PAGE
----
If I was just following God's voice, I can't help but wonder why things didn't work out differently? Why was I met with such opposition at the church? Why, after applying at 6 different churches since then have I not had a single interview? Why does it seem that will be the only position I ever hold in a church? Should I take this as a clear sign that God didn't actually speak to me about this sixteen years ago? It seems, according to most everyone in the church today, that when God speaks it is marked by great success. Everything works out in your favor. You win. If a venture fails, it was undoubtedly not from God.
But why wouldn't that be the case when Scripture indicates that "If God is for us, who can ever be against us?" (Romans 8:31) The only logical conclusion to draw from this is that following God will never lead to set-backs or failure, right? Well, I'm not certain this is such a great theology. And I wonder if those people that tell us "God told me..." and proceed to tell some story of great success have ever read the Bible? If they had, they might see that those that have done the bidding of God encountered more than their fair of pain, suffering, set-backs, rejection and failure. I guess what I'm trying to say is that when God speaks, it doesn't always seem to be rainbows and unicorns. At least, not according to the Bible.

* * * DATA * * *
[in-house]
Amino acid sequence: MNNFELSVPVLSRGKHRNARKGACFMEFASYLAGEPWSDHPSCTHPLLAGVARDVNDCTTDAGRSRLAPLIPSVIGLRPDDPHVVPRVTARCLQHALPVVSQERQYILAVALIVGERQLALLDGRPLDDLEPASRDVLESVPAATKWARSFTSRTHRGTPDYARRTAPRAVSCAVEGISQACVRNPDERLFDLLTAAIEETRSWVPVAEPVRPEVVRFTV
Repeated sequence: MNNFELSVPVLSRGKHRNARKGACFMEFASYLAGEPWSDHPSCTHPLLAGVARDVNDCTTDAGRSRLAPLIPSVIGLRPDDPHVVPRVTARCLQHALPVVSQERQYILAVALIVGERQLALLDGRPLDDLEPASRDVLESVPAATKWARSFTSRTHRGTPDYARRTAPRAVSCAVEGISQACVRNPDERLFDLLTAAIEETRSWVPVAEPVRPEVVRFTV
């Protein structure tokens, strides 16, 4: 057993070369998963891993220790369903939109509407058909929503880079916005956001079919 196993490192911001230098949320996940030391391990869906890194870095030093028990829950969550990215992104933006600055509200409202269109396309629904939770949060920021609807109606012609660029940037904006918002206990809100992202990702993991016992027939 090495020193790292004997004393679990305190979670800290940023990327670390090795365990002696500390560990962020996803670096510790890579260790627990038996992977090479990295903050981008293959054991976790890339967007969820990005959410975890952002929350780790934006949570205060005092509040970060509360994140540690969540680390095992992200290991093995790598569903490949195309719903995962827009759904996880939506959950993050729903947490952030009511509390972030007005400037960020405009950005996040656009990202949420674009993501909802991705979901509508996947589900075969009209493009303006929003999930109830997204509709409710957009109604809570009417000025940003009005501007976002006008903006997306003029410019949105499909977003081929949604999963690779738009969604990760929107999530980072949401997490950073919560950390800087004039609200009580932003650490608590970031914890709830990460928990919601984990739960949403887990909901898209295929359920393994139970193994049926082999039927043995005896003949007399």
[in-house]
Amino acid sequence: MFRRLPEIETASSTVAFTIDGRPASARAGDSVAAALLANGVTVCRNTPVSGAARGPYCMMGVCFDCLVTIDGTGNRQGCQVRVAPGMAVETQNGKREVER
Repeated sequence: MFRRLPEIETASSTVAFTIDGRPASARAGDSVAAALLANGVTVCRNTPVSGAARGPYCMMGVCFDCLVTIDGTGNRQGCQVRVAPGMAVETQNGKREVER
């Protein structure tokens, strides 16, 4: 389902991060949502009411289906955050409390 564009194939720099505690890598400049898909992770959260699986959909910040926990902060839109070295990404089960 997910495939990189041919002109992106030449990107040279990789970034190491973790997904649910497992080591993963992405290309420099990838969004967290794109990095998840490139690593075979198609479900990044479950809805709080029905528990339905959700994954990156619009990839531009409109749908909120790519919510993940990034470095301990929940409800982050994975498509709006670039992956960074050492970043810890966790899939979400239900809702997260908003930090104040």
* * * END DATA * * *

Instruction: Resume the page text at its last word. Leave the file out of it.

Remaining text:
To be quite honest, all of this has brought me to another important question. Does God still speak to us today? Not that I doubt he can. Nor do I doubt that he has. Clearly, God has spoken in the past. The Bible leads me to believe that he spoke directly to Abraham, Noah, Moses, David and Job (to name a few). But then God seems to stop speaking. Between the end of the Hebrew Bible (the Old Testament) and the beginning of the Christian New Testament writings there is a 400 year silence (unless you're Catholic). God doesn't speak. So, nothing is written. And this drought of Gods' voice continues throughout the New Testament. From my recollection, he doesn't speak directly to anyone, with the exception of "the voice from Heaven" at Jesus' baptism. Any time a message needs to be relayed, God sends an angel to do the talking or he uses Jesus.